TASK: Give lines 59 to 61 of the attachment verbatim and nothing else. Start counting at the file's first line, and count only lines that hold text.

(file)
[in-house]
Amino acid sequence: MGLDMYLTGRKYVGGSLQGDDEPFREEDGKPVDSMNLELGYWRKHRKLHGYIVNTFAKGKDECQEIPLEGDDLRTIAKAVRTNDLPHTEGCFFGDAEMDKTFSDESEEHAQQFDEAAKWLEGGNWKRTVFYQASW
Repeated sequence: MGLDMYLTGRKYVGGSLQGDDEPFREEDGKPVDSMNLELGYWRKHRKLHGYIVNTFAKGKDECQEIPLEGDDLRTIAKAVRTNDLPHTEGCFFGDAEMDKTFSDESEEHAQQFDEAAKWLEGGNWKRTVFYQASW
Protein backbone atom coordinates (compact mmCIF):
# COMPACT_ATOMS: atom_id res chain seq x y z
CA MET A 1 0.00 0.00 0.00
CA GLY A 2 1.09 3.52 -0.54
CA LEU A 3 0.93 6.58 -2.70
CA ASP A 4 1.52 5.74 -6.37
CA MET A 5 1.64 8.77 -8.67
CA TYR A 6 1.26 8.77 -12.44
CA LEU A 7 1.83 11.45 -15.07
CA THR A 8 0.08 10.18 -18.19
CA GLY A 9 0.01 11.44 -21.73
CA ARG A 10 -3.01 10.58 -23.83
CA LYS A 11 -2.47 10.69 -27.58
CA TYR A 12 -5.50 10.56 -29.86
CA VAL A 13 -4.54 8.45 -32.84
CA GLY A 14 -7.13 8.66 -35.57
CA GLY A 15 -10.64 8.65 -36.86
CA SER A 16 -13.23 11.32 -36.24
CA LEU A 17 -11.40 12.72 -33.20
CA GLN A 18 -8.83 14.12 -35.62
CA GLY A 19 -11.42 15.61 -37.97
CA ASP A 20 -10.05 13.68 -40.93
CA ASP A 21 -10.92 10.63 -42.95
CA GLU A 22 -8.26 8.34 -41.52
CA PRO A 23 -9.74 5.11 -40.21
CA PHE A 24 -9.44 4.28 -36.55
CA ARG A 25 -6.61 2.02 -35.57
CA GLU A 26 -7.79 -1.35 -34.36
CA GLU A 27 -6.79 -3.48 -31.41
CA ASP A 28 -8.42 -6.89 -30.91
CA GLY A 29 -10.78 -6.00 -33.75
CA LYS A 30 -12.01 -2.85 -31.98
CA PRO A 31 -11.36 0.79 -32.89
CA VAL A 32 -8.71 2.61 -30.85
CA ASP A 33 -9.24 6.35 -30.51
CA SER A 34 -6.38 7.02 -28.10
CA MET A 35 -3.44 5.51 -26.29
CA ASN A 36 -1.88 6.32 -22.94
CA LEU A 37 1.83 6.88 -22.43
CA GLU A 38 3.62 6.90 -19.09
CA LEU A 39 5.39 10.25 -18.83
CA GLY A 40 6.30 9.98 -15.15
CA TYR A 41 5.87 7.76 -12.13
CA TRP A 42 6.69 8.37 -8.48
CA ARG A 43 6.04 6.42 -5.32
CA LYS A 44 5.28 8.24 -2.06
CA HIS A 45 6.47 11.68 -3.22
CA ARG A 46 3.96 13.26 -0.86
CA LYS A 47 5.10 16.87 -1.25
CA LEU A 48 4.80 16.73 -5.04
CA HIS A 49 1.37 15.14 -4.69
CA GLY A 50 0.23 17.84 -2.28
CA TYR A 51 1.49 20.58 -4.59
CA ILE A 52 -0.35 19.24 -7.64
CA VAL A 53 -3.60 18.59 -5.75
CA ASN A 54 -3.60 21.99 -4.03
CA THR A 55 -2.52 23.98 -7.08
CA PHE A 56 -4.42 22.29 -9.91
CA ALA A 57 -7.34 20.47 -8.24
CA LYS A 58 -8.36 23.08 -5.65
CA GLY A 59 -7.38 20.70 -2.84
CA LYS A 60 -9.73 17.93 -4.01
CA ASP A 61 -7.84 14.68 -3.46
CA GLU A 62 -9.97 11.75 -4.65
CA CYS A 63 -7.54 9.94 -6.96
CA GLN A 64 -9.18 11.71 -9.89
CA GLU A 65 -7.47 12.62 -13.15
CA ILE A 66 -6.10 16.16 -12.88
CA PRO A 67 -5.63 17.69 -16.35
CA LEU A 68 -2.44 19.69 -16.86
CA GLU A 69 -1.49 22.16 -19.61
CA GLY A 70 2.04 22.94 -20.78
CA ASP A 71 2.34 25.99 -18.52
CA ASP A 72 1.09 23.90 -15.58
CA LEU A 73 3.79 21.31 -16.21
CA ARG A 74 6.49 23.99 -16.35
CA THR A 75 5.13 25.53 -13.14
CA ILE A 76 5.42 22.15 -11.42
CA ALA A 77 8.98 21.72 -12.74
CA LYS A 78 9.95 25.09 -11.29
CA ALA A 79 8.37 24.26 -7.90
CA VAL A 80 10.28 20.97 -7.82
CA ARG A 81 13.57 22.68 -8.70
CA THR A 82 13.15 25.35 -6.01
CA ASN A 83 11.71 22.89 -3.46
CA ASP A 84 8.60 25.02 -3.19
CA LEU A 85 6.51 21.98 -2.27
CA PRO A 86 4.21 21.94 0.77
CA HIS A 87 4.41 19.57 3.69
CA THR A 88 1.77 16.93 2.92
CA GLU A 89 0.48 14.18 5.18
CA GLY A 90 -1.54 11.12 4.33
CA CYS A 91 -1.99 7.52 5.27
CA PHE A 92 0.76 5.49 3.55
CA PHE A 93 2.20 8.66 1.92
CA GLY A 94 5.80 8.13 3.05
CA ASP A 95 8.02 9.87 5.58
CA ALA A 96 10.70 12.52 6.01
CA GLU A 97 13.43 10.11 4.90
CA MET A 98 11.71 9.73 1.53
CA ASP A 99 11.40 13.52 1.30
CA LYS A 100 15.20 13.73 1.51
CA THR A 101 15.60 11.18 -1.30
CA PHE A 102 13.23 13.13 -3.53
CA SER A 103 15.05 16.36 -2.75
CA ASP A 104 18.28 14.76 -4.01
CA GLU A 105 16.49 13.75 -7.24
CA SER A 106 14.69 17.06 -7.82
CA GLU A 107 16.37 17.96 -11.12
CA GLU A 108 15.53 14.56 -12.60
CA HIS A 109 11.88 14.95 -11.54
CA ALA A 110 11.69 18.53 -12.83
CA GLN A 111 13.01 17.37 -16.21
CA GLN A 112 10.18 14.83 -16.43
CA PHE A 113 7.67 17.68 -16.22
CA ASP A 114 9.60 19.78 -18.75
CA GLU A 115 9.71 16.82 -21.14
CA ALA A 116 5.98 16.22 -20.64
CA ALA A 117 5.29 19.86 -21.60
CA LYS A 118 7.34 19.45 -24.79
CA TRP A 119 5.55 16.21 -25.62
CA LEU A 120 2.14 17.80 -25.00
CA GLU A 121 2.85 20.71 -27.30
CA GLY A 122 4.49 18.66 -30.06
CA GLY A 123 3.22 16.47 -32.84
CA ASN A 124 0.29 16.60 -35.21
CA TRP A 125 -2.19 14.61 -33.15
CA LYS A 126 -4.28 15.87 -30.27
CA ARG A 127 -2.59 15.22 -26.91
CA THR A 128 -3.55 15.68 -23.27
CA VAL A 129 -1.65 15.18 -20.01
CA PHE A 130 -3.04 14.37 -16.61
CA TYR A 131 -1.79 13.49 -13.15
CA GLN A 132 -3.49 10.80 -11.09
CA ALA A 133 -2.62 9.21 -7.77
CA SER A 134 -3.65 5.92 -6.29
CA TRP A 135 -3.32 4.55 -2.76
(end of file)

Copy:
CA ASN A 54 -3.60 21.99 -4.03
CA THR A 55 -2.52 23.98 -7.08
CA PHE A 56 -4.42 22.29 -9.91